Anti-Inflammatory Diet

posted by admin on February 17th, 2016


Aging gracefully, to me, means being as healthy as possible for as long as possible.    Diet and lifestyle choices are a major part of that.

Recommending “The Anti-Inflammatory Diet,” to my clients, has made significant improvements in their health. I found that inflammation just might be accelerating the body’s aging process more than people know.

The immune system responds to injury or disease with inflammation. It is now widely accepted that chronic inflammation is the root cause of many serious illnesses, especially those related to aging, persistent stress, poor diet, and over-exposure to environmental toxins, which can contribute to this type of unhealthy inflammation.

The good news that by making healthier lifestyle choices it can help with inflammation. Following an anti-inflammatory diet is the single best way to reduce chronic inflammation and optimize health.

The Anti-Inflammatory Diet is a life-long eating plan that emphasizes specific foods aimed at reducing harmful inflammation to ultimately lower your risk for diseases down the line.


What is the Anti-Inflammatory Diet?


In a nutshell, it focuses on whole foods (those that are unrefined and unprocessed), omega 3s, healthy fats and anti-inflammatory spices. Here are some examples:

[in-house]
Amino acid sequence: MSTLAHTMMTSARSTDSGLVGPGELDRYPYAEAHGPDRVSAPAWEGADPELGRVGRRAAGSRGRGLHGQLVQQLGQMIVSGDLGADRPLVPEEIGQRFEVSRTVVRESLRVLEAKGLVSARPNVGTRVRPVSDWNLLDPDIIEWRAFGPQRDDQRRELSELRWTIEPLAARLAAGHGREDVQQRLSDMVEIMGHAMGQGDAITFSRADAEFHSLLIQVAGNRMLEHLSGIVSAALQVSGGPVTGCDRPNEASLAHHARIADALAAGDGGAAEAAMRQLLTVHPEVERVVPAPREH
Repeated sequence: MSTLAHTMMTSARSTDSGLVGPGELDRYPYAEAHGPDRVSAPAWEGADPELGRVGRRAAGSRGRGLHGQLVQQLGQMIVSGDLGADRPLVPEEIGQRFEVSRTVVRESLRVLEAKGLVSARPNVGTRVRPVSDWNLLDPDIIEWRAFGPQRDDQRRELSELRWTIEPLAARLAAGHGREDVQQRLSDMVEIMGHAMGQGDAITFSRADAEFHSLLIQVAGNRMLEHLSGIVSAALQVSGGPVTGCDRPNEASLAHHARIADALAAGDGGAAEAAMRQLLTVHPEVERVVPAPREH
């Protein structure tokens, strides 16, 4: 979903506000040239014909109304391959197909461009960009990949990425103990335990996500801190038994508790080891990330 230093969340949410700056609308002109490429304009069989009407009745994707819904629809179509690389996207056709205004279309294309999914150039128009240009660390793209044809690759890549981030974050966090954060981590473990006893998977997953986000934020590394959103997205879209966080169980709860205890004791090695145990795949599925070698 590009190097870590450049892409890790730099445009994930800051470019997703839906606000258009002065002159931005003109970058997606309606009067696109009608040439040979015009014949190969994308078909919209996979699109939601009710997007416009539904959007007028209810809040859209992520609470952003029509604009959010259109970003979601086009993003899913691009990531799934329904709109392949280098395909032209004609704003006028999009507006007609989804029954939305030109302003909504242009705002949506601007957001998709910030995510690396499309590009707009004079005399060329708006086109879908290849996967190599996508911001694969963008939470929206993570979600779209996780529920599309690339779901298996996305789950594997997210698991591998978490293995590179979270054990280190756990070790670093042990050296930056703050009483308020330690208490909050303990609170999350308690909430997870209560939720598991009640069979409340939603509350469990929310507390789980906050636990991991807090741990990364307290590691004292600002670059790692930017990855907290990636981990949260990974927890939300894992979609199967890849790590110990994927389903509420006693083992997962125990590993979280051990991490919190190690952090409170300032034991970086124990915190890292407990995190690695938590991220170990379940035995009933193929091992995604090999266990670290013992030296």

• Whole grains such as brown rice, barley, millet and quinoa.
  • Fatty cold water fish, like salmon, for their omega 3s.
  • Brightly colored fresh vegetables and fruits, particularly dark berries.
  • Healthy fats found in high-quality extra virgin olive oil, coconut oil, ghee, beans, nuts, seeds and avocados.
  • Spices known for their anti-inflammatory properties namely, ginger, turmeric and cinnamon.
  • Alkaline water and green tea for beverages.
  • Fresh green juices / Wheatgrass
  • What’s off limits?
  • It might be tough to know if you are eating some of these ingredients, so always check labels.
  • Does it work?
  • Genetics do play a role, but diet is an integral part of that. You can greatly reduce the risk of developing chronic diseases and certainly off-set them if they are hereditary. It’s never a bad idea to add another weapon to the arsenal against conditions that come with aging, such as heart disease, diabetes and cancer.
  • There is solid research that omega 3s and mono-unsaturated oils can counteract inflammation. However, when it comes to developing certain diseases.
  • I recommend significantly reducing the intake of highly processed foods and rapidly digesting carbohydrates, avoiding fast food and products containing partially hydrogenated oils or vegetable shortening, and minimizing the use of polyunsaturated oils such as sunflower, safflower, soy and corn.”
  • For more information contact: Jess Day Holistic Nutritional Therapist I.H.C.A   I.A.C.S.T
  • Tel: 0879769751   E-mail: Web: